riboflavin

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riboflavin

 [ri´bo-fla″vin]
vitamin B2, a component of flavin adenine dinucleotide and flavin mononucleotide, coenzymes that are prosthetic groups for flavoproteins, enzymes that catalyze many oxidation-reduction reactions. Foods with the highest content of riboflavin are liver, kidney, heart, brewer's yeast, milk, eggs, greens, and enriched cereals, bread, and other grain products. Riboflavin deficiency (ariboflavinosis) is most common among people in regions such as Asia and the West Indies where the diet contains large quantities of corn, potatoes, or rice (white rice that is not enriched), which lack riboflavin. A well-balanced diet will prevent riboflavin deficiency; it will also correct the disorder, with the help of supplementary doses of riboflavin and other vitamins.
riboflavin kinase a phosphotransferase enzyme that catalyzes the conversion of free riboflavin and ATP to flavin mononucleotide and ADP.

ri·bo·fla·vin

, riboflavine (rī'bō-flā'vin),
A heat-stable factor of the vitamin B complex with isoalloxazine nucleotides that are coenzymes of the flavodehydrogenases. The daily adult human requirement is 1.7 mg for adult men and 1.3 mg for adult women, with a higher daily requirement during pregnancy and lactation; dietary sources include green vegetables, liver, kidneys, wheat germ, milk, eggs, cheese, and fish.
Synonym(s): flavin (1) , flavine, lactoflavin (2) , vitamin B2 (1)

riboflavin

/ri·bo·fla·vin/ (ri´bo-fla″vin) vitamin B2; a heat-stable, water-soluble flavin of the vitamin B complex, found in milk, organ meats, eggs, leafy green vegetables, whole grains and enriched cereals and breads, and various algae; it is an essential nutrient for humans and is a component of two coenzymes, FAD and FMN, of flavoproteins, which function as electron carriers in oxidation-reduction reactions. Deficiency of the vitamin is known as ariboflavinosis.

riboflavin

(rī′bō-flā′vĭn, -bə-)
n.
An orange-yellow crystalline compound, C17H20N4O6, that is part of the vitamin B complex and is essential for the metabolism of carbohydrates, fats, and proteins, occurring naturally in milk, meat, egg yolks, and leafy green vegetables. Also called lactoflavin, vitamin B2.

riboflavin

[ri′bōflā′vin]
Etymology: ribose + L, flavus, yellow
a yellow, crystalline, water-soluble pigment, one of the heat-stable components of the B vitamin complex. It combines with specific flavoproteins and functions as a coenzyme in the oxidative processes of carbohydrates, fats, and proteins. Small amounts of riboflavin are found in the liver and kidneys, but it is not stored to any great degree in the body and must be supplied regularly in the diet. Common sources are organ meats, milk, cheese, eggs, green leafy vegetables, meat, whole grains, and legumes. Deficiency of riboflavin is rare and produces cheilosis; local inflammation; desquamation; encrustation; glossitis; photophobia; corneal opacities; proliferation of corneal vessels; seborrheic dermatitis about the nose, mouth, forehead, ears, and scrotum; trembling; sluggishness; dizziness; edema; inability to urinate; and vaginal itching. Also called vitamin B2. See also ariboflavinosis.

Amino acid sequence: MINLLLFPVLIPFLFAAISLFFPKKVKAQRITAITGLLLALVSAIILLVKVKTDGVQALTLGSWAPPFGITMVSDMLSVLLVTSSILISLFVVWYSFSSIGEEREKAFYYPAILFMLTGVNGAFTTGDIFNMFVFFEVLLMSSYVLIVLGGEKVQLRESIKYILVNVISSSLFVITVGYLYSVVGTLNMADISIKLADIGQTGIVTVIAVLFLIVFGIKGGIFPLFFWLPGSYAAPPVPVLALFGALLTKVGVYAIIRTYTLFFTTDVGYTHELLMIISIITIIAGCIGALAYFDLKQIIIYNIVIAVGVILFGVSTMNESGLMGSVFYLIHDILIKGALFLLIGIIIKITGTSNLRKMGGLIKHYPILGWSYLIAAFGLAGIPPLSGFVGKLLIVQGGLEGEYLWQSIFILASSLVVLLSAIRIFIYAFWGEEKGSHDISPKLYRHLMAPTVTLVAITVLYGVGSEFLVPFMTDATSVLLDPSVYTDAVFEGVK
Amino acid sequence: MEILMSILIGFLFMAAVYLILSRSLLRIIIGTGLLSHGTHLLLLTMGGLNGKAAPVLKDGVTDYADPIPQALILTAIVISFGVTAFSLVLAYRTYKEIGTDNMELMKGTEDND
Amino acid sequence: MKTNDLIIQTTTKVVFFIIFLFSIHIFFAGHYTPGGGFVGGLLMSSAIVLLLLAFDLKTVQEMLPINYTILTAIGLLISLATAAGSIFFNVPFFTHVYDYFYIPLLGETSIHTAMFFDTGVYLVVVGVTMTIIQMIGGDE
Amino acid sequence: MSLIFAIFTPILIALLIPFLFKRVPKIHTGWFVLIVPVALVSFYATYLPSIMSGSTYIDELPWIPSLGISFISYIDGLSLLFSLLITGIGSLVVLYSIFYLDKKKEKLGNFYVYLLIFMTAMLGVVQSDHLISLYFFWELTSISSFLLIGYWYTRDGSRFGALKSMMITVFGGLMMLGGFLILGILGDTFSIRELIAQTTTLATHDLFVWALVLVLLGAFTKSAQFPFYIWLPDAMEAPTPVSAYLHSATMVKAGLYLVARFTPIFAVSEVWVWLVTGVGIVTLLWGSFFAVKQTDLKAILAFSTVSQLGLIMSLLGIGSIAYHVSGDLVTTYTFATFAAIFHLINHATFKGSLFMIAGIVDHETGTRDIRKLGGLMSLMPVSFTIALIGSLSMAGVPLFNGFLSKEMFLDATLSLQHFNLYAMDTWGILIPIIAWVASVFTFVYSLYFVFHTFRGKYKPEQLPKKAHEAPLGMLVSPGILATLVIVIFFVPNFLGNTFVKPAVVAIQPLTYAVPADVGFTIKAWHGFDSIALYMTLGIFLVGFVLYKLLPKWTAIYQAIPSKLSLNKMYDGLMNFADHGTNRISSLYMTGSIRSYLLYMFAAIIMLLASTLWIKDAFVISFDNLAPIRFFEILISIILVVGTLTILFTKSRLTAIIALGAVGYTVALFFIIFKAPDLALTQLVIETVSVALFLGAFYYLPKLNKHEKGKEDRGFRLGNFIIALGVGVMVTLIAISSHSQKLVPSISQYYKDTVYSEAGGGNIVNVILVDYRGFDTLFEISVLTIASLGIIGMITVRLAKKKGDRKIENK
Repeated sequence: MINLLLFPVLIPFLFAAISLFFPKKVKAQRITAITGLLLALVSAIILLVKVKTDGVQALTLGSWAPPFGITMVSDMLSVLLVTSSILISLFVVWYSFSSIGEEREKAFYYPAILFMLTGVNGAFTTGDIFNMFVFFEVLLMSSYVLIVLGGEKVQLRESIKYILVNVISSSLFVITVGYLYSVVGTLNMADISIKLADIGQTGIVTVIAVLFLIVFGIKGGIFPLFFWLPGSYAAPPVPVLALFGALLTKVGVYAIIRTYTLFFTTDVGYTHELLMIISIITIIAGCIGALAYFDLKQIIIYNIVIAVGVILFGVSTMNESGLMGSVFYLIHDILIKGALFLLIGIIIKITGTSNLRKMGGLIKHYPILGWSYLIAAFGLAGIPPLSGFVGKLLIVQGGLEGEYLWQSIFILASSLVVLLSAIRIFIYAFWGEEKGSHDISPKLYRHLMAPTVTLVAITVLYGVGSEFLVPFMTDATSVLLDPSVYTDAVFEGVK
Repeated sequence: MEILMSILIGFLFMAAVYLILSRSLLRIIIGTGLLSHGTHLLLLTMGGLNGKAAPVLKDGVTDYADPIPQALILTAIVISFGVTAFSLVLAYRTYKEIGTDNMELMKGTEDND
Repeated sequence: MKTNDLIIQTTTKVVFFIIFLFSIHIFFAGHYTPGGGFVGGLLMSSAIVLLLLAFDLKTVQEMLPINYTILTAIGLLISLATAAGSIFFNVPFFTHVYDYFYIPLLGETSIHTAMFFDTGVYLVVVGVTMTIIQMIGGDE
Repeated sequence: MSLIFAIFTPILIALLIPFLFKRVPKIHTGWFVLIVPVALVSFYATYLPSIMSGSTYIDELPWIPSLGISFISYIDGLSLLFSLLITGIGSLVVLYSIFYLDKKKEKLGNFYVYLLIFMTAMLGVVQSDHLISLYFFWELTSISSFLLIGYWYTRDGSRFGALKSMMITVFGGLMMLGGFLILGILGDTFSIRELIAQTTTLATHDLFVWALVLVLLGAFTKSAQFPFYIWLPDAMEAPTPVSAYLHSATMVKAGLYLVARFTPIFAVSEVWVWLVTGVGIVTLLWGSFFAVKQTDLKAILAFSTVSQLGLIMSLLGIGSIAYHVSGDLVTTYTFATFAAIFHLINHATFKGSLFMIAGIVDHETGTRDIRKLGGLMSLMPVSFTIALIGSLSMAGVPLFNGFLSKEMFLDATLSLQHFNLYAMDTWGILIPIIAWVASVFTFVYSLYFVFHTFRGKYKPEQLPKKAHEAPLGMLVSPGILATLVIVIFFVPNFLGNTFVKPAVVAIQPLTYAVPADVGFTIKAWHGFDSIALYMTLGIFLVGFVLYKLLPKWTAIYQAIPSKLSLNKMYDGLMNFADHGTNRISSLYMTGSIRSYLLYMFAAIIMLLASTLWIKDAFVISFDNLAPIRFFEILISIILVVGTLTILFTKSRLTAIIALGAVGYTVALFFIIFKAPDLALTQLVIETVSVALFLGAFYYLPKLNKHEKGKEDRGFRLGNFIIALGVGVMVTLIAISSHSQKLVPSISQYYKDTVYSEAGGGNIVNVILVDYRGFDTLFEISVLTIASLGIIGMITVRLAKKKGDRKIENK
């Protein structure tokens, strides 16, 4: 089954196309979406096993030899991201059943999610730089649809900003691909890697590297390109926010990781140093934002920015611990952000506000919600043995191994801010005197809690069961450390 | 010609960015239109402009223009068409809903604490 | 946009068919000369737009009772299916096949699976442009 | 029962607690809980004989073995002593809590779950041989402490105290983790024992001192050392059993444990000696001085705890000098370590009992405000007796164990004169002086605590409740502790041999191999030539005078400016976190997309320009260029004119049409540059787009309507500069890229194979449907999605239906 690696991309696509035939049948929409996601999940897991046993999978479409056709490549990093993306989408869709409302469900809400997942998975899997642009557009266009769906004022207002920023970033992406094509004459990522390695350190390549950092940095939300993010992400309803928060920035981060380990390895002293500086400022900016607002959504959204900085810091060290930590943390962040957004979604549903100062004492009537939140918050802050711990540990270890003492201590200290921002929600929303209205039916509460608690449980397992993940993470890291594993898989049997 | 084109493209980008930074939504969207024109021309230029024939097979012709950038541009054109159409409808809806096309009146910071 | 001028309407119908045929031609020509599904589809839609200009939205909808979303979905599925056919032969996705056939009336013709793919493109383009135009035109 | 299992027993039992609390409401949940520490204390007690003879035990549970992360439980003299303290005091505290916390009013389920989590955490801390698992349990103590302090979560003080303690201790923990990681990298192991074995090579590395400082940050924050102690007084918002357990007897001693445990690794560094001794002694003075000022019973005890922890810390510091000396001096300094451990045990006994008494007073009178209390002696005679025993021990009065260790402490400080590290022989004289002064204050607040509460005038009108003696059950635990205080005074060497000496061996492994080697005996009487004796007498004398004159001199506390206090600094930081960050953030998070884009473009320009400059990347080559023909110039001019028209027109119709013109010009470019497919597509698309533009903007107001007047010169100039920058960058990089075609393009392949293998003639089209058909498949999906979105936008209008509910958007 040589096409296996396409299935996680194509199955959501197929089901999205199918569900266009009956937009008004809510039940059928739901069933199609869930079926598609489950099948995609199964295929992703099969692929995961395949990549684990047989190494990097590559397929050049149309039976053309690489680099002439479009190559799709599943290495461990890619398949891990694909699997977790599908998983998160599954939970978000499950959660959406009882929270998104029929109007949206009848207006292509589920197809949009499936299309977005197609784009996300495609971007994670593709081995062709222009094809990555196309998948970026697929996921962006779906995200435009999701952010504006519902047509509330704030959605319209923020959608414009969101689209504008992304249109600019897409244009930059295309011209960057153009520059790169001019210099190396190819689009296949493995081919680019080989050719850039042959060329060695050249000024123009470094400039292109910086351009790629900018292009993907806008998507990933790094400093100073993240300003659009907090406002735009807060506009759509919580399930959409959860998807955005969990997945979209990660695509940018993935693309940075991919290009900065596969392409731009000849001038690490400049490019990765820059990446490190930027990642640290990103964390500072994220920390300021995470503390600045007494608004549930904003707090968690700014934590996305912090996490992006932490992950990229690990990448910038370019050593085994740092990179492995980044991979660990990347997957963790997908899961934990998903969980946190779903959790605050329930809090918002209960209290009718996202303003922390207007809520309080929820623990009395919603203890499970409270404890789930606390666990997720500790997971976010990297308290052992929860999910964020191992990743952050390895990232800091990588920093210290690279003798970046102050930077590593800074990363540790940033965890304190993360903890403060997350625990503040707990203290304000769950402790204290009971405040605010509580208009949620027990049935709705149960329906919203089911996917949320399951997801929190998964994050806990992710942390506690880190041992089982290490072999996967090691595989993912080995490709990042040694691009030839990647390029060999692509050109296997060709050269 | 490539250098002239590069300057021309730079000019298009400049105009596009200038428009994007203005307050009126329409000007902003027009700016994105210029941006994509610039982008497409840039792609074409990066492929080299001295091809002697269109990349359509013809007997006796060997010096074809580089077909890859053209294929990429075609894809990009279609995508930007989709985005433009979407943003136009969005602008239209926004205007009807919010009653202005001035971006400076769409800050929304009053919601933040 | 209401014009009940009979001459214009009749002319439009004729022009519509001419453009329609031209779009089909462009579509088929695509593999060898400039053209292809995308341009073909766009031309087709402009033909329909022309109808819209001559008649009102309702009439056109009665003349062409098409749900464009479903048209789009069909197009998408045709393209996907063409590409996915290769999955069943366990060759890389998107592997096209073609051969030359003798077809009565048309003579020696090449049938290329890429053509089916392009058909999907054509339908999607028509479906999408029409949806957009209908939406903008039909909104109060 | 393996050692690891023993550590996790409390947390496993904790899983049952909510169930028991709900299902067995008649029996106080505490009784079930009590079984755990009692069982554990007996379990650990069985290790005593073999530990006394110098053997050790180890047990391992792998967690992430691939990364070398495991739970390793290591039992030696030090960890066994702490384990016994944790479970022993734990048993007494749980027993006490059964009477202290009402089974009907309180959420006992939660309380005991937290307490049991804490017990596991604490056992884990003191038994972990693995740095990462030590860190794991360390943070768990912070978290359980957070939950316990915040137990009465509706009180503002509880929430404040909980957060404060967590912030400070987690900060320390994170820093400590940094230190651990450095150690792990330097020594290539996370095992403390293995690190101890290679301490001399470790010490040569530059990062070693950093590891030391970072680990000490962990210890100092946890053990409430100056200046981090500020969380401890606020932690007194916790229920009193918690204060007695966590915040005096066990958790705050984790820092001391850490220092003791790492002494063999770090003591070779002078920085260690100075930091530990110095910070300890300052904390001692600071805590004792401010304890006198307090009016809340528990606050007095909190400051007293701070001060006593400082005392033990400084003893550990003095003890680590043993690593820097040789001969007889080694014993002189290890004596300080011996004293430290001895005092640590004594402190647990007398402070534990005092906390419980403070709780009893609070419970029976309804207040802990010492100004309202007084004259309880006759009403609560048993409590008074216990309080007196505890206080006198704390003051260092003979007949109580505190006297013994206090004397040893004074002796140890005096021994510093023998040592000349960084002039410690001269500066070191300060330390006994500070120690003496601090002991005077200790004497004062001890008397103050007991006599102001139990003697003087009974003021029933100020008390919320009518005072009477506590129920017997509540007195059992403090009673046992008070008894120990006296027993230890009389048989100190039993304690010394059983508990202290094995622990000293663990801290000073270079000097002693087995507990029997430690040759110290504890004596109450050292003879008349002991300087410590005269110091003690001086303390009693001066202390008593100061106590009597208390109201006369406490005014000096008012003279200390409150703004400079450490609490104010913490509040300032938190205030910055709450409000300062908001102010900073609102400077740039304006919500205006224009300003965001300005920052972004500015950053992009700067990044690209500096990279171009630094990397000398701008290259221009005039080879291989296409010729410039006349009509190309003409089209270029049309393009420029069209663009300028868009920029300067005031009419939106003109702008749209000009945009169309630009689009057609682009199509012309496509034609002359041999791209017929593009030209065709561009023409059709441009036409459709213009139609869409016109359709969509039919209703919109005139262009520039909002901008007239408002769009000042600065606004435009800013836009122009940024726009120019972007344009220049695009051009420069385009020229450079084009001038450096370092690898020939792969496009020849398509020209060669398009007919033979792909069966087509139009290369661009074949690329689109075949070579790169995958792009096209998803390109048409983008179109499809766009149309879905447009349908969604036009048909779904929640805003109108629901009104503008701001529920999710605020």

riboflavin

A vitamin widely present in foods of plant and animal origin, which combines with phosphate to form the enzyme cofactors flavin mononucleotide (FMN) and flavin adenine dinucleotide (FAD). Riboflavin is involved in oxidation-reduction reactions in many metabolic pathways, and in energy production in the respiratory chain that occurs in the mitochondria.

Dietary sources
Almonds, dairy products, eggs, enriched flour, leafy greens, organ meats, soy products.

riboflavin

Vitamin B2 Nutrition A vitamin which combines with phosphate to form enzyme cofactors flavin mononucleotide–FMN and flavin adenine dinucleotide–FAD, both involved in oxidation-reduction reactions in many metabolic pathways, and in energy production in the mitochondrial respiratory chain. See B complex vitamins, Riboflavin deficiency, Vitamins.

ri·bo·fla·vin

(rī'bō-flā'vin)
A heat-stable factor of the vitamin B complex with isoalloxazine nucleotides that are coenzymes of the flavohydrogenases.
Synonym(s): flavin, flavine, riboflavine.

riboflavin

Vitamin B2. The drug is on the WHO official list.

riboflavin

or

vitamin B2

a member of the B-COMPLEX of water-soluble vitamins. Found in a wide variety of foods, riboflavin is required in the metabolism of all animals (acting as a carrier in the ELECTRON TRANSPORT SYSTEM) and is part of several plant pigments.

riboflavin

part of B-vitamin complex

riboflavin,

n See vitamin B2.

ri·bo·fla·vin

(rī'bō-flā'vin)
Heat-stable factor of vitamin B complex with isoalloxazine nucleotides that are coenzymes of the flavodehydrogenases; dietary sources for this vitamin include green vegetables, liver, kidneys, wheat germ, milk, eggs, cheese, and fish.
Synonym(s): flavin (1) , vitamin B2.

riboflavin (rī´bōflā´vin),

n (vitamin B2),
brand names: many generic sources;
drug class: vitamin B2 water soluble;
action: needed for normal tissue respiratory reactions; functions as a coenzyme;
uses: vitamin B2 deficiency.

riboflavin, riboflavine

vitamin B2, a component of FAD and FMN, which are coenzymes or prosthetic groups for certain enzymes (flavoproteins) that catalyze many oxidation-reduction reactions. Called also vitamin G, lactoflavin.

riboflavin kinase
an enzyme (a phosphotransferase) that catalyzes the conversion of free riboflavin and ATP to flavin mononucleotide (FMN) and ADP. Called also flavokinase.
riboflavin nutritional deficiency
causes conjunctivitis with corneal vascularization, dermatitis, glossitis and muscular weakness. Occurs rarely in dogs, but not a natural deficiency in farm mammals. In birds it causes a fall in egg production, decreased hatchability, curled toe paralysis and poor growth.